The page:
Privilege is a tricky thing to illuminate. This is because if you happen to be benefiting from privilege, it is more often than not, somewhat invisible to you. On the other side of the coin, if you are at the expense of someone else’s privilege, that can be either incredibly overt or deeply insidious and hard to even pinpoint. It is the insidiousness of the privilege/oppression cycle that I find myself drawn to illuminating most often.
This theme arises frequently in my practice with clients struggling with eating disorders and the size shaming, diet promoting dynamics that perpetuate oppression and privilege cycles amongst body types. It also arises in time spent with women who have been through sexual assault, who so quickly internalize feelings of fault and blame. It shows up in the day to day identity exploration with my LGBTQ+ clients in deep levels of being invisibilized by our heteronormative promoting culture. These are just a few frequent examples, the list is long.
As a social worker, a lot of my social justice work is slowly illuminating those dynamics of oppression and privilege. Without doing so, all too often people move through the world entangled in these webs without being able to see them, which makes them feel as though the problem must be located within.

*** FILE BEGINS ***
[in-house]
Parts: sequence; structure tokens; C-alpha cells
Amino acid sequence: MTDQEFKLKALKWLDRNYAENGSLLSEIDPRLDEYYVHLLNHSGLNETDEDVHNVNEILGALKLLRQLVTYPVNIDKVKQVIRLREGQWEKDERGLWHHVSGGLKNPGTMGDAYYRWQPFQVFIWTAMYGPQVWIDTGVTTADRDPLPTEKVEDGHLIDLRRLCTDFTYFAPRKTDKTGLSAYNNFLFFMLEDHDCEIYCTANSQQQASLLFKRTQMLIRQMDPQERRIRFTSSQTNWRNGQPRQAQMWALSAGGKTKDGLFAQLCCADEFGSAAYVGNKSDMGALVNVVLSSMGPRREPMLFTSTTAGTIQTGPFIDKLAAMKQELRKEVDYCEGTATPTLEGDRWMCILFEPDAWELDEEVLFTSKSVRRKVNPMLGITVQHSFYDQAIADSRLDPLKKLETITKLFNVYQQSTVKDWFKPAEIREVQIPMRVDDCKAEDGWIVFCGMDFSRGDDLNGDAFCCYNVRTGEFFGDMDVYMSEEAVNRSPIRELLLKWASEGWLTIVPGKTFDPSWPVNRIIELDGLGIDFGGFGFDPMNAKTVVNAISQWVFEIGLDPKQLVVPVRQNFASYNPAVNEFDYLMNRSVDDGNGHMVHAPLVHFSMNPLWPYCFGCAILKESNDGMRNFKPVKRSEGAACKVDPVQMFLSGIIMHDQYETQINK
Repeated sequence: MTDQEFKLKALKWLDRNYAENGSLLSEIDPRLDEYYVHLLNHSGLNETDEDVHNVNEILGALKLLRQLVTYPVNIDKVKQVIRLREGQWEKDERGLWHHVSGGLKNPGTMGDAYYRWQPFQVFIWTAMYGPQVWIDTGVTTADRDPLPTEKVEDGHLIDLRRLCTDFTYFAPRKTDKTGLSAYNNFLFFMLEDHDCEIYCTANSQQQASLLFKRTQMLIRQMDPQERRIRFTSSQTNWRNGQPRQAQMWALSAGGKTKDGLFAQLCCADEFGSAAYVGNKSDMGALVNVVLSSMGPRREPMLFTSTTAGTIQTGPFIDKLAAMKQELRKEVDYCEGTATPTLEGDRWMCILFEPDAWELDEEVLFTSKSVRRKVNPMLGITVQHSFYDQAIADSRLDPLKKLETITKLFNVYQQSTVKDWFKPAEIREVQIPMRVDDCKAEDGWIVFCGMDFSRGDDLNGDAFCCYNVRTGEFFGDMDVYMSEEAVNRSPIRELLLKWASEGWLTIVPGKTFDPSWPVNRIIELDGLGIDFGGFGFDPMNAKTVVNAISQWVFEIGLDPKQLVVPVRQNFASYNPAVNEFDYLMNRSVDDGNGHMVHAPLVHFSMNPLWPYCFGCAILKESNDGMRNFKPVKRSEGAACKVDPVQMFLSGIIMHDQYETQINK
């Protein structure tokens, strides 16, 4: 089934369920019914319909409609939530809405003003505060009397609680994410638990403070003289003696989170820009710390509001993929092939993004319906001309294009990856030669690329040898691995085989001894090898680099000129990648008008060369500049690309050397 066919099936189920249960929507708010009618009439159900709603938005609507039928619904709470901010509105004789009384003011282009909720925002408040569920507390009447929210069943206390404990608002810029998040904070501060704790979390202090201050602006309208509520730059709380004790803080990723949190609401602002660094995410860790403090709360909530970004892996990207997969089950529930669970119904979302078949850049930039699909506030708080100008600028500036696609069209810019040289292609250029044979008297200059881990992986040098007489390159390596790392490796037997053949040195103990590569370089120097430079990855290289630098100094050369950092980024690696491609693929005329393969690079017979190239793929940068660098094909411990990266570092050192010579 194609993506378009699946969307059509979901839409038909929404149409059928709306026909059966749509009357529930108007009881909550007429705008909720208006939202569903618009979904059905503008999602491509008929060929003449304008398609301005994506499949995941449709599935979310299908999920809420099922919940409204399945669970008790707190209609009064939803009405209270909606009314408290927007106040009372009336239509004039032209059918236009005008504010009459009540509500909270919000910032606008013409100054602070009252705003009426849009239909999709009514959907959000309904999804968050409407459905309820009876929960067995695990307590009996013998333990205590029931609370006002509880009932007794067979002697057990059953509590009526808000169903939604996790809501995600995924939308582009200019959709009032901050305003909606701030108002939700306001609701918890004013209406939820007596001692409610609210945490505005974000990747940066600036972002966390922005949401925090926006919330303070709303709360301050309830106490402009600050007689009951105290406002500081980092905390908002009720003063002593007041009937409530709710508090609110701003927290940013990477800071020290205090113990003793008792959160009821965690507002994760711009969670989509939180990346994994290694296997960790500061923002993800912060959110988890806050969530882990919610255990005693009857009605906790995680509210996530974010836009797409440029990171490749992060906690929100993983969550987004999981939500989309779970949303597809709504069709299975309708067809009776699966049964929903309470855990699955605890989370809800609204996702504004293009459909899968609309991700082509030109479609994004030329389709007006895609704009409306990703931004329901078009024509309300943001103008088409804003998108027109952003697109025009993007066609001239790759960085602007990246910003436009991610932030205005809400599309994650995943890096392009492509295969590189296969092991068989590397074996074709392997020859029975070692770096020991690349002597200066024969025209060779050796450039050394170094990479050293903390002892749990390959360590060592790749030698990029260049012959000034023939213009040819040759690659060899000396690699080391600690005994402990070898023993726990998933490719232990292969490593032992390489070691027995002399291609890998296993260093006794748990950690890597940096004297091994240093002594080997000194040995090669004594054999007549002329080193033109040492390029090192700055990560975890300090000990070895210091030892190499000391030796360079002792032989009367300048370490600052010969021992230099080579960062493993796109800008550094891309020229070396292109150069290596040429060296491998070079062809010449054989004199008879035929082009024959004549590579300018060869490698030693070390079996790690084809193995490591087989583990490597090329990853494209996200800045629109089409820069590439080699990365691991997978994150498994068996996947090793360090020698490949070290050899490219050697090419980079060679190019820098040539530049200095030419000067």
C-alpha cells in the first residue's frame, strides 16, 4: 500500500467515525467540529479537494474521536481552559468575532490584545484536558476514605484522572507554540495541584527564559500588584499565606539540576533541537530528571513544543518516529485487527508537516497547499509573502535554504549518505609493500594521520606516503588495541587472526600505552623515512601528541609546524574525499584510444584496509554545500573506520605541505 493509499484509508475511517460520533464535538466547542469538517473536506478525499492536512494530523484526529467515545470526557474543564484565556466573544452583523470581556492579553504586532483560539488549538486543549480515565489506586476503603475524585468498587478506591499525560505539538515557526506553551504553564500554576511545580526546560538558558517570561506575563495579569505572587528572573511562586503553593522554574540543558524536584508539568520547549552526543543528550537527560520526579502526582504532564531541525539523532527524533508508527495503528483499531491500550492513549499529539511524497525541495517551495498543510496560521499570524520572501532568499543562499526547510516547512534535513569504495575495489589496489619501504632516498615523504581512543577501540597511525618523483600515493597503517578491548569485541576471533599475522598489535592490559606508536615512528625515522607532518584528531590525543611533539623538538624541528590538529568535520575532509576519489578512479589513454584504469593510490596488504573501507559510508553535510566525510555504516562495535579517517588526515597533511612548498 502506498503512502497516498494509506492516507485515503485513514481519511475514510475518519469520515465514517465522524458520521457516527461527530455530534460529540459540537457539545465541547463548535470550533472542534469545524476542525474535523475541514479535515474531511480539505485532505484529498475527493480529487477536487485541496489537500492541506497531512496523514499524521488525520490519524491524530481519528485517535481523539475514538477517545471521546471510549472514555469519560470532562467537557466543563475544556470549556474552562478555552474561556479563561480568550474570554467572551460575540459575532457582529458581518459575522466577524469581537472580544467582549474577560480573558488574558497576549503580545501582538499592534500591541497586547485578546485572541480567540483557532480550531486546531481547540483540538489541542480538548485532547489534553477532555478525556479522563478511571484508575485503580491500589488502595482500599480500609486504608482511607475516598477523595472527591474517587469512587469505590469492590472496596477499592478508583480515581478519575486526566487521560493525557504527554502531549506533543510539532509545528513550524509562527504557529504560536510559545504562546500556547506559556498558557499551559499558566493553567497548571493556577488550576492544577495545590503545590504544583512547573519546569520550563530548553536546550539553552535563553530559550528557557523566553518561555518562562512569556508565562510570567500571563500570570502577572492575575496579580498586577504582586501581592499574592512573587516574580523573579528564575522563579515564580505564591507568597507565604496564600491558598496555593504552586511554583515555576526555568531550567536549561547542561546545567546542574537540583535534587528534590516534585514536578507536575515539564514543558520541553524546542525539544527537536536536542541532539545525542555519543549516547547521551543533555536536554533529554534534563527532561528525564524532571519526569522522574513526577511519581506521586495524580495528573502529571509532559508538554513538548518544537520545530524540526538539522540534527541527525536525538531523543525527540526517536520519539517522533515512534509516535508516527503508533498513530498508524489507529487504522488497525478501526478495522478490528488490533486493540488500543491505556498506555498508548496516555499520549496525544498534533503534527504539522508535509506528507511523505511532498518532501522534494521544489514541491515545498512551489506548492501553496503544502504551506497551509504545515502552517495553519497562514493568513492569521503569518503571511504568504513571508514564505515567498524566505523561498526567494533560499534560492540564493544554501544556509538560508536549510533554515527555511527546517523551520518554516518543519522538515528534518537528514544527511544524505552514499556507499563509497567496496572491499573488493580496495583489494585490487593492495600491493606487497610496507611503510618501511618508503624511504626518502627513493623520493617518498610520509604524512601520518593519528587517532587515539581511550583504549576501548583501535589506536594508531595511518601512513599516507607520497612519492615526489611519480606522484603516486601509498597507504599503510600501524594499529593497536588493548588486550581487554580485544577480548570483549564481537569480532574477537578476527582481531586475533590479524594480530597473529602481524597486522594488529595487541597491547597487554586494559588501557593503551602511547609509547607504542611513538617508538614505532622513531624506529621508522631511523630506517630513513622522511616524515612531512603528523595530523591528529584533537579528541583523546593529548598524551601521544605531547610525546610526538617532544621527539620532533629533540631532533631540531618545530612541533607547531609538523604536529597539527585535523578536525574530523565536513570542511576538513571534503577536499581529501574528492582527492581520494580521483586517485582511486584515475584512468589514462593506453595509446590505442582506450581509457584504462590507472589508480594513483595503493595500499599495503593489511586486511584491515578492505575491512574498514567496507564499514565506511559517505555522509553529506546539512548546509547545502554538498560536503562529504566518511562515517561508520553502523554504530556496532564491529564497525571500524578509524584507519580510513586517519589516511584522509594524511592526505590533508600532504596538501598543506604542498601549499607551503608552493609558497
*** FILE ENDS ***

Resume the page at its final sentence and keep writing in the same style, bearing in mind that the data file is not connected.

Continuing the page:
In this episode of my long-held favorite radio program, This American Life, a woman named Ladonna, walks us through her experiences of peeling back the curtain of her work environment to see the many layers of oppression at play to sustain privilege for some at the significant expense of others. Repeatedly throughout the story, as Ladonna makes progress moving up the ranks, the interviewer asks her, “did that make you feel powerful when…” to which Ladonna answers, “no it did not.” Ladonna answers the same way, every single time. The interviewer reflects on her surprise and her clear emphatic belief that it must somehow be getting better for her as she gains more authority in the system.
However, what Ladonna beautifully illuminates, are the massive invisible forces of racism and sexism, and the pain of noticing them and the ways in which institutions can uphold them, both unknowingly and then intentionally. The listener is left with accurate, if disheartening awareness, that something radical on a much larger level would have to shift in order for Ladonna to feel the way the interviewer so badly wishes for her to feel.
The bittersweet realization that the problem is not just yours, but SO much larger than you, is powerful. It is both a relief and a daunting and exhausting call to action. As a provider, I repeatedly examine where I may unintentionally collude with invisible forces of oppression and where my privileges are sustained through it.
This is a listen for anyone who has ever felt unseen and powerless, but all the more so, for anyone who hasn’t.